Every few weeks or so we glance over yet another headline in the newspaper that describes how vitamin D plays an important role in human health. Scientists knew for a long time that vitamin D is needed for healthy bones. In recent years, however, studies after studies are being published showing that adequate levels of vitamin D dramatically reduces the risk of a variety of cancers and positively affects the immune system. Vitamin D deficiency is linked to depression, autoimmune disorders and type 1 diabetes, heart disease, mental illness, back pain and even autism, and the list is likely to go on.
SFPMG Health News
Vitamin D: The Sunshine Vitamin
Scientists are now researching other diseases and how vitamin D is connected. That search is spurned by a recent review of vitamin D studies that concludes that all time mortality is lowered with adequate vitamin D levels. In other words, if we have healthy levels of vitamin D in the body, we are less likely to die from a disease, and thus live longer.
What is vitamin D? It is, contrary to what we used to know, not a simple vitamin, but a hormone: a molecule that binds to receptors in cells and regulates cell activity and gene expression. The process of producing vitamin D starts with cholesterol in the body. On the biochemical pathway to the active form of Vitamin D, sunlight on the skin is needed.
A reason why most people are deficient in Vitamin D is because our modern lifestyle allows for little sun exposure. We wear clothes, sit inside offices all day and slap on sunscreen whenever we are outside, because our doctors warn us (rightly so) from skin cancer. Studies show that people in Arizona and Florida, for example, are just as deficient in Vitamin D levels than their fellows in the cloudier north.
We can take Vitamin D as a supplement to counteract our lack of exposure to sunshine. The current recommended daily intake however of 400 international units (IU) is based on outdated research that is decades old. Most researchers at the forefront in Vitamin D study recommend a daily intake of 4000 IU for adults and 1000 to 2000 IU’s for children and adolescents to maintain healthy and safe levels of vitamin D.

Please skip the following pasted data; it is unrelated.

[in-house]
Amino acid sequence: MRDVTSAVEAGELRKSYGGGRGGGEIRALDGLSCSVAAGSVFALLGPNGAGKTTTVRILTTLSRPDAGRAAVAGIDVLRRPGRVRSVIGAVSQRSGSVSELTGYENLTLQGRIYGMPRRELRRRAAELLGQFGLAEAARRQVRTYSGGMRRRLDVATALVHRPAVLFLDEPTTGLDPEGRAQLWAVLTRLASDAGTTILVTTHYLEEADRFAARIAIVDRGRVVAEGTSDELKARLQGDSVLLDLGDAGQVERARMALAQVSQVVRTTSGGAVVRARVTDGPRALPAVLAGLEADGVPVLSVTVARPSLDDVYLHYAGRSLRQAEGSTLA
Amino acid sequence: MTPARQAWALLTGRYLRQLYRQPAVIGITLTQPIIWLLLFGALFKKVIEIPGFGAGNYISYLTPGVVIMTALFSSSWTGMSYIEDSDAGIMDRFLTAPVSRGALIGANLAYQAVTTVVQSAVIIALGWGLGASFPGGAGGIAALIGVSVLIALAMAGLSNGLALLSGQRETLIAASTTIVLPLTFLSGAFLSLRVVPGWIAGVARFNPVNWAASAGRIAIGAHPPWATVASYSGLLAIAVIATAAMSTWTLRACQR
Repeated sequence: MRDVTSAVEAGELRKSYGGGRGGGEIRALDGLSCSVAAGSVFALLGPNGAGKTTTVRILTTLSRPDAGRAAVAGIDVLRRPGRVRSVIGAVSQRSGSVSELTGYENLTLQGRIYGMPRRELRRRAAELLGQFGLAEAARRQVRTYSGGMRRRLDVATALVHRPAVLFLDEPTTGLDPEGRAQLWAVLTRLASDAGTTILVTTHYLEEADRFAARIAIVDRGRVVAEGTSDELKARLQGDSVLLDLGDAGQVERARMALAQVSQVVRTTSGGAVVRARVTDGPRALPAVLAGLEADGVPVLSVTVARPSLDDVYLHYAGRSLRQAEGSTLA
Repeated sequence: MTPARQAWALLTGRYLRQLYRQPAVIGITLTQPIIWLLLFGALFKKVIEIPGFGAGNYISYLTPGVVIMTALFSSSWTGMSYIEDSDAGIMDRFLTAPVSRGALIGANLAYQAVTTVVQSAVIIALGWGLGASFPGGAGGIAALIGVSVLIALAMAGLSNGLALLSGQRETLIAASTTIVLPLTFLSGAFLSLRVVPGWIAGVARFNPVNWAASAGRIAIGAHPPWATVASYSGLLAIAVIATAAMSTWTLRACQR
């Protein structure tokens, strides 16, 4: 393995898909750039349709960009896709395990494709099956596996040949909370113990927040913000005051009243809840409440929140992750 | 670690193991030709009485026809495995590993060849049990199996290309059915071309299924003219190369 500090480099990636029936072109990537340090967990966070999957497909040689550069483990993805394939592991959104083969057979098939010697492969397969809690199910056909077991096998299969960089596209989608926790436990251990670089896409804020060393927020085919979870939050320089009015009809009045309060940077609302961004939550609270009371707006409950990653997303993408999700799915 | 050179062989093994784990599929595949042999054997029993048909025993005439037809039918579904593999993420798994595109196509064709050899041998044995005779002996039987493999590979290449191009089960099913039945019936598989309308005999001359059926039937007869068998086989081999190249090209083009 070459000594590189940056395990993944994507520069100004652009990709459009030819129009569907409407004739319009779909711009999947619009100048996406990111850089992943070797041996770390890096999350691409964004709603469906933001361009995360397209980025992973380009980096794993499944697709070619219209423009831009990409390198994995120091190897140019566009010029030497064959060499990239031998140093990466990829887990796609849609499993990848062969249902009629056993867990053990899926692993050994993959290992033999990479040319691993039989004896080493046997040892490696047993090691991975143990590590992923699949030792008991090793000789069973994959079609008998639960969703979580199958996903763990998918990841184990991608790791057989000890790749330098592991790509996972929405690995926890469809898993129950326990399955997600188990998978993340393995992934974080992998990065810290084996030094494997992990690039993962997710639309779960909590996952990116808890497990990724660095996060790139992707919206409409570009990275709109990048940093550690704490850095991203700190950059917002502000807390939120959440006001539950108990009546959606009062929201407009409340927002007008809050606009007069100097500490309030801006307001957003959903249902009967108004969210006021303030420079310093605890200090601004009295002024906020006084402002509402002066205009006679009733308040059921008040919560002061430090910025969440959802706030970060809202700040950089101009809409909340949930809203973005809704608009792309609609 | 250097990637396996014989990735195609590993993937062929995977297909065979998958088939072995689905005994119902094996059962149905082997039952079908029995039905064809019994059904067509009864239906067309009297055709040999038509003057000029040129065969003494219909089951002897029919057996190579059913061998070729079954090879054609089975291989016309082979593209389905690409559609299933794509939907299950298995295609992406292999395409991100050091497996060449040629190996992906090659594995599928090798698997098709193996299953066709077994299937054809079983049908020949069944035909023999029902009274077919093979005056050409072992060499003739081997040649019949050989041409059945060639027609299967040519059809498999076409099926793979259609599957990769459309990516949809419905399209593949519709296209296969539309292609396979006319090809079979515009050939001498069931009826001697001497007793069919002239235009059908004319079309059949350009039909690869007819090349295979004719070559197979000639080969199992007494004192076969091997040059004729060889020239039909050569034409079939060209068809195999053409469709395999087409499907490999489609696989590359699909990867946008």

We are at the beginning of understanding Vitamin D. Fortunately, there is an explosion in research on that topic. In the years to come, once there are large- scale studies done on the real impact of Vitamin D on health, national public health recommendations will follow. Until then, the research that we have today strongly supports that we should be increasing our intake, and we can do that so safely.
Ideally, you have your vitamin D blood levels checked. Go see your doctor and ask for the 25 hydroxyvitamin D3 test. If you are below 50 nanograms per milliliter, you should up your daily dose of Vitamin D. Do not take more than 4000 IU a day without a doctor’s supervision.
The nicest way to get your vitamin D? Go and stick your head and body out into the sun – the body rapidly produces large amounts of vitamin D. Half an hour of exposure of your body to the sun gets you a healthy load of about 20,000 units, free of charge – and it feels good, too!
Talk to us if you have more questions about Vitamin D, the sunshine Vitamin.
Hollis Bruce W. et al. Use of Vitamin D in Clinical Practice. Altern Med Rev 2008; 13:6-13
Autier P, Gandini S. Vitamin D supplementation and total mortality: a meta-analysis of randomized controlled trials. Arch Intern Med 2007;167:1730-1737
Lips, P. Vitamin D physiology. Prog Biophys Mol Biol. 2006 Sep; 92:4-8